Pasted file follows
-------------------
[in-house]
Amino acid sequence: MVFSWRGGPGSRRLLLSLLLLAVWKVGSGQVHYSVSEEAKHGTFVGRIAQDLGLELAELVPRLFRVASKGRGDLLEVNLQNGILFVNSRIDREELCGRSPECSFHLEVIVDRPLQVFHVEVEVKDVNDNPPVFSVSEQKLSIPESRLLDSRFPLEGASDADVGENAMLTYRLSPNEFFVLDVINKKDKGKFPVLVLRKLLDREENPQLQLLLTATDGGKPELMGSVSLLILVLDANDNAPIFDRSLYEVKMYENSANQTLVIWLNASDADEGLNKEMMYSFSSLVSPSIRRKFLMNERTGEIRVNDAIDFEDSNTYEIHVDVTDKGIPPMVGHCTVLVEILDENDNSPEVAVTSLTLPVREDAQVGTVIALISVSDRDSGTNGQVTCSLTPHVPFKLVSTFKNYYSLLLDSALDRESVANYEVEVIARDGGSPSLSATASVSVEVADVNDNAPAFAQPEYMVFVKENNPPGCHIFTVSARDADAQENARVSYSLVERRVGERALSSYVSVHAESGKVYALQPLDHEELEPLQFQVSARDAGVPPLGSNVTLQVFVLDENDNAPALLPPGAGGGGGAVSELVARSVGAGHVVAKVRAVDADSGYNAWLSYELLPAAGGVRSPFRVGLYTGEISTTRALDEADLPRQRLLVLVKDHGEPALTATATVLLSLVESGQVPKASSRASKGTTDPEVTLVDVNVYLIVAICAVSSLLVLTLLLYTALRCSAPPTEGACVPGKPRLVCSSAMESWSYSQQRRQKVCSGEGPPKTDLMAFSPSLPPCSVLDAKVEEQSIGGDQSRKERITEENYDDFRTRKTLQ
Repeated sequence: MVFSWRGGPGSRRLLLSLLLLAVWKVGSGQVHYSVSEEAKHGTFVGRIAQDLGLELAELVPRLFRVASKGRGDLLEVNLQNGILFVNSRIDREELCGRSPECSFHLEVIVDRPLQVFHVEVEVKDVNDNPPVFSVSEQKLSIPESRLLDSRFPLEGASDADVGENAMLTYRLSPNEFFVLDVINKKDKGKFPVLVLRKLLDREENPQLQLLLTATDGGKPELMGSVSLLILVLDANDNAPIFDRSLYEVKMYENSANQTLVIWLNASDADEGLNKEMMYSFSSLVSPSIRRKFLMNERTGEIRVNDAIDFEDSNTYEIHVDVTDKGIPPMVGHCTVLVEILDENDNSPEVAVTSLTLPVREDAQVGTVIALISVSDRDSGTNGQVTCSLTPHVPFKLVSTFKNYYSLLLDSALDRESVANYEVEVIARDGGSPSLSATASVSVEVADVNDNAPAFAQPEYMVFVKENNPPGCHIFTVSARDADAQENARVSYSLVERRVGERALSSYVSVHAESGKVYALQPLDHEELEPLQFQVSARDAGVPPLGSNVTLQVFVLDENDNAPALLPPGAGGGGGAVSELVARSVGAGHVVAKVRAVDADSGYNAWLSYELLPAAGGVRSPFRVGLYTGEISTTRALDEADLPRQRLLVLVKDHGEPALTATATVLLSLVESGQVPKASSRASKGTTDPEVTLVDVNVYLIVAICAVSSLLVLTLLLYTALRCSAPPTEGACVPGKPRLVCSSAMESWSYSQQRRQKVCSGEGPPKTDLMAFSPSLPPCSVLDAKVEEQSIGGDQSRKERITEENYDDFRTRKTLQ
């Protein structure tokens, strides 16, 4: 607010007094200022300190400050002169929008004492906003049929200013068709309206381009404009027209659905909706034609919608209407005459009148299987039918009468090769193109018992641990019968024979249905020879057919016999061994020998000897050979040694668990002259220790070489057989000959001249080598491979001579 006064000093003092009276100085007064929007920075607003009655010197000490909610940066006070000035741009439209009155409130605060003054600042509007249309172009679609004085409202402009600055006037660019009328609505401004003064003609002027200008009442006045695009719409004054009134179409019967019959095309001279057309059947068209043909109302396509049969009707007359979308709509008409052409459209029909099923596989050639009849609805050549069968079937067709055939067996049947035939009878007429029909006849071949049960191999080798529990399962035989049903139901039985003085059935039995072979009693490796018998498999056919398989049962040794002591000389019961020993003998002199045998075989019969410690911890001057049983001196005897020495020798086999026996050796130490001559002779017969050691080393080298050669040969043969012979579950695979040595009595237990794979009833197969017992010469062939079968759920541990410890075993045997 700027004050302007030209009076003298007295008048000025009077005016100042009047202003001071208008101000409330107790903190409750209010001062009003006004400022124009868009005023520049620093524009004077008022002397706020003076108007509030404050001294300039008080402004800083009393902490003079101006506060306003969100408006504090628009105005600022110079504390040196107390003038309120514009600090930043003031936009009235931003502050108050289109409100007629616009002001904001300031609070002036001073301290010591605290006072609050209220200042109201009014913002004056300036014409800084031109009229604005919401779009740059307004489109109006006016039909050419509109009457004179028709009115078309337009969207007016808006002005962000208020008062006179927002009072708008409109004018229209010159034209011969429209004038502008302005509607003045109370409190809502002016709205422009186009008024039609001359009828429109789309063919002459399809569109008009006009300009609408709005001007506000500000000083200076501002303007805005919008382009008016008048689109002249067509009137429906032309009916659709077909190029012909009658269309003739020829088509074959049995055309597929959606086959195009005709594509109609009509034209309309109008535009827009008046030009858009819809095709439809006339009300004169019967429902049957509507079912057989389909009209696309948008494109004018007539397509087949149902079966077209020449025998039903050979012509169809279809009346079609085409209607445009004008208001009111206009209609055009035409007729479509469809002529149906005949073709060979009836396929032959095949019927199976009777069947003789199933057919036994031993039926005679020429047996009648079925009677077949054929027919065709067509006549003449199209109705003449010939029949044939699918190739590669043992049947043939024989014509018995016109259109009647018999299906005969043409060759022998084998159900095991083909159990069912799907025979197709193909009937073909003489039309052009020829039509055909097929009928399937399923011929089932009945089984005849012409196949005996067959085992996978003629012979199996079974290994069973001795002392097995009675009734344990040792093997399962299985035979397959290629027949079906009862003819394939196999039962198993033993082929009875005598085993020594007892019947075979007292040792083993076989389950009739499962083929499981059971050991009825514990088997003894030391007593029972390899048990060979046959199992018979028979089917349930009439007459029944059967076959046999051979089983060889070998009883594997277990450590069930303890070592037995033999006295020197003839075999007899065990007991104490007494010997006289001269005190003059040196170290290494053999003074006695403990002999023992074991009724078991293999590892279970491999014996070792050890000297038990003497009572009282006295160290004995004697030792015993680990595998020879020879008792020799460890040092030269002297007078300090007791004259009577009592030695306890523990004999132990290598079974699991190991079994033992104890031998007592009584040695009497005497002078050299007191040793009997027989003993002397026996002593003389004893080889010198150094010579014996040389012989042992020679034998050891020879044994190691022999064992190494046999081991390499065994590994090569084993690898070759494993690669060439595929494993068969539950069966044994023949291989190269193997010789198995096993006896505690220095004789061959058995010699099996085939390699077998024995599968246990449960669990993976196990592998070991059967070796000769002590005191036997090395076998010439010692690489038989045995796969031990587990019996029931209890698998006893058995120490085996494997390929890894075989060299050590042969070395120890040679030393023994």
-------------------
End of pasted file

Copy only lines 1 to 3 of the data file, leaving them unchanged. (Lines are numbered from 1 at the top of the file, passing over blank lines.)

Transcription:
[in-house]
Amino acid sequence: MVFSWRGGPGSRRLLLSLLLLAVWKVGSGQVHYSVSEEAKHGTFVGRIAQDLGLELAELVPRLFRVASKGRGDLLEVNLQNGILFVNSRIDREELCGRSPECSFHLEVIVDRPLQVFHVEVEVKDVNDNPPVFSVSEQKLSIPESRLLDSRFPLEGASDADVGENAMLTYRLSPNEFFVLDVINKKDKGKFPVLVLRKLLDREENPQLQLLLTATDGGKPELMGSVSLLILVLDANDNAPIFDRSLYEVKMYENSANQTLVIWLNASDADEGLNKEMMYSFSSLVSPSIRRKFLMNERTGEIRVNDAIDFEDSNTYEIHVDVTDKGIPPMVGHCTVLVEILDENDNSPEVAVTSLTLPVREDAQVGTVIALISVSDRDSGTNGQVTCSLTPHVPFKLVSTFKNYYSLLLDSALDRESVANYEVEVIARDGGSPSLSATASVSVEVADVNDNAPAFAQPEYMVFVKENNPPGCHIFTVSARDADAQENARVSYSLVERRVGERALSSYVSVHAESGKVYALQPLDHEELEPLQFQVSARDAGVPPLGSNVTLQVFVLDENDNAPALLPPGAGGGGGAVSELVARSVGAGHVVAKVRAVDADSGYNAWLSYELLPAAGGVRSPFRVGLYTGEISTTRALDEADLPRQRLLVLVKDHGEPALTATATVLLSLVESGQVPKASSRASKGTTDPEVTLVDVNVYLIVAICAVSSLLVLTLLLYTALRCSAPPTEGACVPGKPRLVCSSAMESWSYSQQRRQKVCSGEGPPKTDLMAFSPSLPPCSVLDAKVEEQSIGGDQSRKERITEENYDDFRTRKTLQ
Repeated sequence: MVFSWRGGPGSRRLLLSLLLLAVWKVGSGQVHYSVSEEAKHGTFVGRIAQDLGLELAELVPRLFRVASKGRGDLLEVNLQNGILFVNSRIDREELCGRSPECSFHLEVIVDRPLQVFHVEVEVKDVNDNPPVFSVSEQKLSIPESRLLDSRFPLEGASDADVGENAMLTYRLSPNEFFVLDVINKKDKGKFPVLVLRKLLDREENPQLQLLLTATDGGKPELMGSVSLLILVLDANDNAPIFDRSLYEVKMYENSANQTLVIWLNASDADEGLNKEMMYSFSSLVSPSIRRKFLMNERTGEIRVNDAIDFEDSNTYEIHVDVTDKGIPPMVGHCTVLVEILDENDNSPEVAVTSLTLPVREDAQVGTVIALISVSDRDSGTNGQVTCSLTPHVPFKLVSTFKNYYSLLLDSALDRESVANYEVEVIARDGGSPSLSATASVSVEVADVNDNAPAFAQPEYMVFVKENNPPGCHIFTVSARDADAQENARVSYSLVERRVGERALSSYVSVHAESGKVYALQPLDHEELEPLQFQVSARDAGVPPLGSNVTLQVFVLDENDNAPALLPPGAGGGGGAVSELVARSVGAGHVVAKVRAVDADSGYNAWLSYELLPAAGGVRSPFRVGLYTGEISTTRALDEADLPRQRLLVLVKDHGEPALTATATVLLSLVESGQVPKASSRASKGTTDPEVTLVDVNVYLIVAICAVSSLLVLTLLLYTALRCSAPPTEGACVPGKPRLVCSSAMESWSYSQQRRQKVCSGEGPPKTDLMAFSPSLPPCSVLDAKVEEQSIGGDQSRKERITEENYDDFRTRKTLQ